- You run a seasonal company. Are the sales dependent on a specific time and not recurring steadily? You can either develop products or services that appeal to customers during the offseason, or you can develop a business cycle that allows for proper planning and preparation for the busy season.
- There are legal issues hanging around your industry. When the e-cigarette industry was new and up-and-coming, a lot of people contacted my firm for valuations. Back then, however, there was a possibility that the FDA would regulate the industry which brought about a concern that it would collapse. This did not happen, but this is an example of a legal concern that could affect the sale of your company.
Take these points into consideration now during the beginning stages of your business growth. This way, when it comes time to sell, you will keep your risks and dependencies low.
Is your business easily transferrable? If you take yourself or another key person out of the equation, can it run easily without any difficulty? Is it dependent on one key person who possesses all of the knowledge and skills to run the business?
I touched on this above when discussing risks, but this point is important enough to stand on its own, and it is something you can guard against as you grow your business. Avoid a situation where you will place key people in positions who become too difficult to replace.
Examples of this would be a mortgage brokerage firm where the key person in this business requires a license, or a website that has grown due to a personal brand or personality. This key person will be hard to replace since the company’s success is dependent on the person’s unique brand characteristics.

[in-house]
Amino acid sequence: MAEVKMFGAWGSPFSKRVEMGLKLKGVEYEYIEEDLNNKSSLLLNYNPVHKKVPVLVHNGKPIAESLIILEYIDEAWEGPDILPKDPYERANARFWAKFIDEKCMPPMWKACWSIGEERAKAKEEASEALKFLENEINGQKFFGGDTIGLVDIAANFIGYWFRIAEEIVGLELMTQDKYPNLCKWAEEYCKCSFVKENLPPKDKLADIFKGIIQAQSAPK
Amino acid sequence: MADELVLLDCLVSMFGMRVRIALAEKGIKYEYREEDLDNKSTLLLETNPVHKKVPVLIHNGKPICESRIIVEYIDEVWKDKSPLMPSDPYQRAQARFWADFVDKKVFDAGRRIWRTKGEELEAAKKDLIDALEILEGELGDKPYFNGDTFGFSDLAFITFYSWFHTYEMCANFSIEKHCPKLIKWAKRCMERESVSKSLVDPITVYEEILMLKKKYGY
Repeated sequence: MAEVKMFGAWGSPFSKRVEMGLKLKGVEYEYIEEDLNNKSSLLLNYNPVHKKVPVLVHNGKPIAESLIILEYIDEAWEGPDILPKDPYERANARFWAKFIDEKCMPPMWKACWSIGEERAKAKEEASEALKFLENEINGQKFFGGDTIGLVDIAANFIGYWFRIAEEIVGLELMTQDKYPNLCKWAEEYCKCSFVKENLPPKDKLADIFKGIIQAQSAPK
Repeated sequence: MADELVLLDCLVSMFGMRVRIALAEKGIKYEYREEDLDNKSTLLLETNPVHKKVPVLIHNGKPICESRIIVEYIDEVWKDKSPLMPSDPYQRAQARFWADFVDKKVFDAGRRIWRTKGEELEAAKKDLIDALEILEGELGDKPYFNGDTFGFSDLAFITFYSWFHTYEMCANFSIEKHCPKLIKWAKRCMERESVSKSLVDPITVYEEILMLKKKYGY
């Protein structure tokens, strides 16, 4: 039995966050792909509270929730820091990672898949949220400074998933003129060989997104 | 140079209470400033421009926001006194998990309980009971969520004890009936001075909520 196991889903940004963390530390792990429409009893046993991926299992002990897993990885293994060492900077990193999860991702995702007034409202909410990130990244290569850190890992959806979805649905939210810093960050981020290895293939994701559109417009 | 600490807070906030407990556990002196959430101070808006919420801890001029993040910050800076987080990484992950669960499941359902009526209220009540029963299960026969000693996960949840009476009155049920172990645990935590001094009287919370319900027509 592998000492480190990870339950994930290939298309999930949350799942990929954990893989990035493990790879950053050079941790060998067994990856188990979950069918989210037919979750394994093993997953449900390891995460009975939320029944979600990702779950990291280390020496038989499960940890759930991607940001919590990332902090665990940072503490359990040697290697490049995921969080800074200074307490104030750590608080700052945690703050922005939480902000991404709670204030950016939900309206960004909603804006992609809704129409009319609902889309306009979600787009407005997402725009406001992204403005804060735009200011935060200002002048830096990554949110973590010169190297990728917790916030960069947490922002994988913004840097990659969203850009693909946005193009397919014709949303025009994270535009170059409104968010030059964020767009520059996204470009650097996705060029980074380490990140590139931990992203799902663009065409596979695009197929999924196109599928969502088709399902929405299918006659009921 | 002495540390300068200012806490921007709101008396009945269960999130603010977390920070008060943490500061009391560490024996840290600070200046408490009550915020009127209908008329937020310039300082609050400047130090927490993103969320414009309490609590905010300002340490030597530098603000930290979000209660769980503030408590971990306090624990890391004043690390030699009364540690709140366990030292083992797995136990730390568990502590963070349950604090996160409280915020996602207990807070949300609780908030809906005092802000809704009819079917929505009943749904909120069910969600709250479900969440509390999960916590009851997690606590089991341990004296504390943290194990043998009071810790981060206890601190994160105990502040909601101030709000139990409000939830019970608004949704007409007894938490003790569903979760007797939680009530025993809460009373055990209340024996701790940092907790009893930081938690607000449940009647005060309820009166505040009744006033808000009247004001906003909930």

One of the ways you can make your business easily transferrable is to create documentation and standard operating procedures (SOPs) that outline all of your business processes. Business growth can be hectic at times, and many business owners forgo creating SOPs as a result. But, the longer you wait, the harder it becomes to create proper documentation when it comes time to sell. Start now and systematize as much of your business as you can while you grow.
Ensure your books and financial records are clean. I know this can be a source of stress, but I promise it will be well worth it. A prospective buyer will want to review all of your business records and documents, and if you do not have them organized or you don’t have enough to offer, you will not be able to sell or your profit will be much lower.
The good news is that you don’t have to do the books yourself. Hire a bookkeeper early to help stay on top of your books from day one.
You should also document and diagram your business. Take an afternoon to map out the different aspects: your marketing efforts, how you work with customers, what you need to provide service to your customers, and so on.
For example, at Quiet Light Brokerage, I would have sections for marketing (which would include SEO, pay-per-click, content, and conferences), our core service (which would consist of our brokers), our accounting department, and so on. Many business owners think they know what their business looks like, but once they sit down to actually focus on it, they uncover missing pieces.
The best way to start your analysis is to create a thorough business plan. Even if you have already started your business, a business plan will help keep you organized and aware of all the working parts. Need help? Bplans has 500 sample business plans you can review to get you started.
Whether you have dreams of selling your business in the future or not, start your entrepreneurial journey by analyzing your risk the way an outside buyer would, and creating a strategic plan from day one. It can only make your business stronger. A successful acquisition begins the very first day you start your business.